What is Environmental Science?

3 months ago

What is Environmental Science?

It’s National Science Week! Something we at Edge Group like to celebrate in honour of all the fantastic environmental scientists we work with. If you're interested in environmental science, it's important to understand what this field covers. Environmental science is a broad discipline that includes several scientific areas relating to the environment. It covers aspects of biology, earth science, environmental health, sustainable development, green chemistry and ecology. Some environmental scientists study how humans interact with their environment in order to help devise ways to protect it from human-generated pollution and waste. Still others may focus on remedying past damage done by humans by conducting risk assessments to determine if certain areas are hazardous due to contamination from chemicals (like asbestos), waste products or other contaminants such as heavy metals or radioactive materials.

Environmental scientists can study how environmental changes affect plants and animals. They also study how humans affect their environment and how people can use natural resources in a more efficient ways so we don’t run out of them thinking of future generations (some call this environmental sustainability). Some examples of topics studied by environmental scientists are climate change (how much CO2 will be released into our atmosphere if we continue using fossil fuels?), ocean acidification (will coral reefs survive if they have less carbonate?), and renewable energy sources (are solar panels better than wind turbines?) 

How do environmental scientists protect the environment?

Environmental scientists also devise ways to help protect the environment from human-generated pollution and waste. Human-generated pollution occurs when materials are released into the environment by humans, such as carbon emissions or toxic chemicals. Waste is any material that has been used up and discarded.

Some examples of human-generated pollution include:

  • Carbon dioxide (CO 2 ) emissions from burning fossil fuels
  • Persistent organic pollutants (POPs) like pesticides, which are absorbed by living organisms or accumulate in the soil after being released into air or water
  • Heavy metals like cadmium and mercury, sometimes found in industrial processes such as smelting or mining

Some examples of waste include:

  • Food scraps thrown away instead of composted (composting converts organic matter into fertilizer)
  • Household waste such as electrical light bulbs, batteries and discarded medicines

An environmental scientist might also focus on remedying past damage done to the environment by humans by conducting risk assessments to determine if certain areas are hazardous due to contamination from chemicals, asbestos or waste products. A risk assessment identifies potential problems and helps determine how to deal with them. It is also a key component of environmental management and consulting services such as those provided by Edge Group.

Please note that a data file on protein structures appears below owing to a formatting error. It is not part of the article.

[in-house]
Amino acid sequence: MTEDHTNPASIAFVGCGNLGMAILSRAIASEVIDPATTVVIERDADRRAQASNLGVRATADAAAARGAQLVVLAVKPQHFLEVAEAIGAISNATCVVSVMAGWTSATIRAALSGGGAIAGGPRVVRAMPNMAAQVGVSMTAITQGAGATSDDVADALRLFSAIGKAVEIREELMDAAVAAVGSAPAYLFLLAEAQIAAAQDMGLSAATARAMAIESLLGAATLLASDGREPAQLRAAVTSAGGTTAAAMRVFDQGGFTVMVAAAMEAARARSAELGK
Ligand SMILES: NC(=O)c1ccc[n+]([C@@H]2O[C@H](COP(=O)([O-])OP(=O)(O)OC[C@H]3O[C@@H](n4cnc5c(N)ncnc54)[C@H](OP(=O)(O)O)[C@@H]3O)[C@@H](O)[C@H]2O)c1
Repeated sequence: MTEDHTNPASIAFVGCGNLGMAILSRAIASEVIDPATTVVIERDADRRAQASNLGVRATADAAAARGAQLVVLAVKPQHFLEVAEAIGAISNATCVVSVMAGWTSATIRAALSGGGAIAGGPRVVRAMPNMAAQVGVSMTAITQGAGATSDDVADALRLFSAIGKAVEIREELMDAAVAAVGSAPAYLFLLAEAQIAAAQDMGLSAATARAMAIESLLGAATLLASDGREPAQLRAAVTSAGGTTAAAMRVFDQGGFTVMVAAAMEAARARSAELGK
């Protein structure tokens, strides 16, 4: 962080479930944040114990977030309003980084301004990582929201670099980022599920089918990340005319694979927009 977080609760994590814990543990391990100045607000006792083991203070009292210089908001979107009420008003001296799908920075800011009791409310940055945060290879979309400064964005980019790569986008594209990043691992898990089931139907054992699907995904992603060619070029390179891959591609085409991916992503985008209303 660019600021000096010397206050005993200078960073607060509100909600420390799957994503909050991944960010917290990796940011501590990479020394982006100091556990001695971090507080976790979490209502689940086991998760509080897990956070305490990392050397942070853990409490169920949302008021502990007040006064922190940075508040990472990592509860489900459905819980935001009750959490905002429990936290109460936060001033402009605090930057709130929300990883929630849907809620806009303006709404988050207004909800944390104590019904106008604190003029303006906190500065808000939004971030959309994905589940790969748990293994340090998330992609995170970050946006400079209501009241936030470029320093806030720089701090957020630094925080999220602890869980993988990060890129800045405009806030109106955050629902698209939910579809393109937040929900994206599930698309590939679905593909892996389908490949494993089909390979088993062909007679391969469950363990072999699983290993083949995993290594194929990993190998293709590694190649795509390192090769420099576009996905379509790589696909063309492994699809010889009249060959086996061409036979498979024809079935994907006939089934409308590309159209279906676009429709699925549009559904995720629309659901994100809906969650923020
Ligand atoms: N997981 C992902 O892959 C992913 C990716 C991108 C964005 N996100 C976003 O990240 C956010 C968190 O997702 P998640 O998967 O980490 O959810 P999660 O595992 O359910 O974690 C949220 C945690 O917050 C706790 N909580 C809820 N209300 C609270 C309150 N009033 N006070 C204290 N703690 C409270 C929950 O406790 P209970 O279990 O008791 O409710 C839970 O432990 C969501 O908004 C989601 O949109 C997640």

Risk assessments can be used to identify ways to reduce or eliminate risks associated with various situations that may be harmful for humans or other living organisms in an area. The results of these studies are presented in report form  so that decision makers can make informed choices about how best to proceed when dealing with potential problems like these.

Here at Edge our team works with companies and organisations seeking environmental certification for their products or processes. We consult on issues such as air quality, occupational and environmental noise pollution, water quality, asbestos assessments, contaminated land management and soil testing and remediation to name a few.

What industries do environmental scientists work in?

Environmental scientists may work in a variety of industries, including manufacturing and construction. They could also be employed by federal, state or local governments; non-government organisations (NGOs); international bodies; academia; or private business.

In addition to providing advice on how to manage waste and improve waste management practices, environmental scientists can also advise on how to meet environmental compliance obligations, provide general guidance on workplace health and safety issues (or OH&S) which might arise from chemical use within company manufacturing processes (such as exposure to fumes), or assist with other potential workplace health and safety concerns such as slips/trips hazards caused by disposing of hazardous materials incorrectly.

Many environmental scientists and consultants also provide advice about meeting environmental compliance obligations as part of corporate governance - especially in organisations engaged in environmentally sensitive practices such as mining and petroleum extraction. This will require a combination of scientific expertise and an understanding of government policy on the issue, areas in which Edge regularly consults for its clients.

The field of environmental science is growing and offers many career paths for people interested in conservation, remediation and sustainable development. 

Environmental science is a growing discipline that offers many career paths for people interested in conservation, remediation and sustainable development. In this article, we've explored some of the different fields within environmental science and looked at some of the career options available. As you can see from these examples, there are lots of interesting jobs that don't just involve saving animals or cleaning up pollution. Environmental scientists also have an important role to play when it comes to helping companies meet their corporate social responsibility (or ESG) goals by finding ways to reduce their impact on the environment, while still making profit margins high enough to keep them profitable!

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